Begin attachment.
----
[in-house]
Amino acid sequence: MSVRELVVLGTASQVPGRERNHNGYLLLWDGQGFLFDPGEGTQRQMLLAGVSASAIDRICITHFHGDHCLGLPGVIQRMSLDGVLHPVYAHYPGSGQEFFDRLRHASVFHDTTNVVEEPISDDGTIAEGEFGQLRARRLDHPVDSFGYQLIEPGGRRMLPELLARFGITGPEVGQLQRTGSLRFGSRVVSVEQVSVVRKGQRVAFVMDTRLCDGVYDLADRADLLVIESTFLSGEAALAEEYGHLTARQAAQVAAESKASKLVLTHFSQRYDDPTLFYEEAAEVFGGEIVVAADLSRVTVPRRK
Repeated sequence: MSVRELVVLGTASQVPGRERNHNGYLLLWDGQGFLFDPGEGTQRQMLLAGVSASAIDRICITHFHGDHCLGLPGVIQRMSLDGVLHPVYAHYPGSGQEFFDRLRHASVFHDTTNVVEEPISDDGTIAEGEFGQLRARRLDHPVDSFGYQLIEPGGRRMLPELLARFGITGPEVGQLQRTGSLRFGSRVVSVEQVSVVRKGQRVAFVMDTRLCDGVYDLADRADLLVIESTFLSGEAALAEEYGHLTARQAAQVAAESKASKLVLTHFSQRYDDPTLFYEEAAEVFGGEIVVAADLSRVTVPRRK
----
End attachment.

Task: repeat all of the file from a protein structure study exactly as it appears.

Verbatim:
[in-house]
Amino acid sequence: MSVRELVVLGTASQVPGRERNHNGYLLLWDGQGFLFDPGEGTQRQMLLAGVSASAIDRICITHFHGDHCLGLPGVIQRMSLDGVLHPVYAHYPGSGQEFFDRLRHASVFHDTTNVVEEPISDDGTIAEGEFGQLRARRLDHPVDSFGYQLIEPGGRRMLPELLARFGITGPEVGQLQRTGSLRFGSRVVSVEQVSVVRKGQRVAFVMDTRLCDGVYDLADRADLLVIESTFLSGEAALAEEYGHLTARQAAQVAAESKASKLVLTHFSQRYDDPTLFYEEAAEVFGGEIVVAADLSRVTVPRRK
Repeated sequence: MSVRELVVLGTASQVPGRERNHNGYLLLWDGQGFLFDPGEGTQRQMLLAGVSASAIDRICITHFHGDHCLGLPGVIQRMSLDGVLHPVYAHYPGSGQEFFDRLRHASVFHDTTNVVEEPISDDGTIAEGEFGQLRARRLDHPVDSFGYQLIEPGGRRMLPELLARFGITGPEVGQLQRTGSLRFGSRVVSVEQVSVVRKGQRVAFVMDTRLCDGVYDLADRADLLVIESTFLSGEAALAEEYGHLTARQAAQVAAESKASKLVLTHFSQRYDDPTLFYEEAAEVFGGEIVVAADLSRVTVPRRK